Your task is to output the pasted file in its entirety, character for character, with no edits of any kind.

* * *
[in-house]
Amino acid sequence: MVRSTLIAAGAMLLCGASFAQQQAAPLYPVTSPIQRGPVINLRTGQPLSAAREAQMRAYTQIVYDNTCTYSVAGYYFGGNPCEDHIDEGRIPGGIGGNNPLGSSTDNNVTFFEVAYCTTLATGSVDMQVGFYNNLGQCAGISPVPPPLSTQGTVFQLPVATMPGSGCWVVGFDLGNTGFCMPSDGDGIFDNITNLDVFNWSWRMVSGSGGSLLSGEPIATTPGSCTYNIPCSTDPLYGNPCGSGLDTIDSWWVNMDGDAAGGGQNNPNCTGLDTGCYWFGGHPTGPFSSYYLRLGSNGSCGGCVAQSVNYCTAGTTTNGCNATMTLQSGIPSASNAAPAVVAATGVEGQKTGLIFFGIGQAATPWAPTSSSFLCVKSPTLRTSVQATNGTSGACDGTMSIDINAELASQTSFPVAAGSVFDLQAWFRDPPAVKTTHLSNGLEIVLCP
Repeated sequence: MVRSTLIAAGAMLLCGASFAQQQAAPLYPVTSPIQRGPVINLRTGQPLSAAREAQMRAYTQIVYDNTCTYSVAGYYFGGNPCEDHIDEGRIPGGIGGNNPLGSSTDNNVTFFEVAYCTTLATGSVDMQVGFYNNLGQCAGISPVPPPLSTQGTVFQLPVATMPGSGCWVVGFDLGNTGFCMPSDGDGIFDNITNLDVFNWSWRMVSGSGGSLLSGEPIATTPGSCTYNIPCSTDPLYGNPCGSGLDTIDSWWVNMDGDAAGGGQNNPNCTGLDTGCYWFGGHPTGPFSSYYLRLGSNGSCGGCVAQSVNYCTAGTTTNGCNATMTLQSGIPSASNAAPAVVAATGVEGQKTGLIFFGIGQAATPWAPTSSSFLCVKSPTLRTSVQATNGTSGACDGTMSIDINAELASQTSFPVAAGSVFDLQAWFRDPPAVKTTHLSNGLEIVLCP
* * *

[in-house]
Amino acid sequence: MVRSTLIAAGAMLLCGASFAQQQAAPLYPVTSPIQRGPVINLRTGQPLSAAREAQMRAYTQIVYDNTCTYSVAGYYFGGNPCEDHIDEGRIPGGIGGNNPLGSSTDNNVTFFEVAYCTTLATGSVDMQVGFYNNLGQCAGISPVPPPLSTQGTVFQLPVATMPGSGCWVVGFDLGNTGFCMPSDGDGIFDNITNLDVFNWSWRMVSGSGGSLLSGEPIATTPGSCTYNIPCSTDPLYGNPCGSGLDTIDSWWVNMDGDAAGGGQNNPNCTGLDTGCYWFGGHPTGPFSSYYLRLGSNGSCGGCVAQSVNYCTAGTTTNGCNATMTLQSGIPSASNAAPAVVAATGVEGQKTGLIFFGIGQAATPWAPTSSSFLCVKSPTLRTSVQATNGTSGACDGTMSIDINAELASQTSFPVAAGSVFDLQAWFRDPPAVKTTHLSNGLEIVLCP
Repeated sequence: MVRSTLIAAGAMLLCGASFAQQQAAPLYPVTSPIQRGPVINLRTGQPLSAAREAQMRAYTQIVYDNTCTYSVAGYYFGGNPCEDHIDEGRIPGGIGGNNPLGSSTDNNVTFFEVAYCTTLATGSVDMQVGFYNNLGQCAGISPVPPPLSTQGTVFQLPVATMPGSGCWVVGFDLGNTGFCMPSDGDGIFDNITNLDVFNWSWRMVSGSGGSLLSGEPIATTPGSCTYNIPCSTDPLYGNPCGSGLDTIDSWWVNMDGDAAGGGQNNPNCTGLDTGCYWFGGHPTGPFSSYYLRLGSNGSCGGCVAQSVNYCTAGTTTNGCNATMTLQSGIPSASNAAPAVVAATGVEGQKTGLIFFGIGQAATPWAPTSSSFLCVKSPTLRTSVQATNGTSGACDGTMSIDINAELASQTSFPVAAGSVFDLQAWFRDPPAVKTTHLSNGLEIVLCP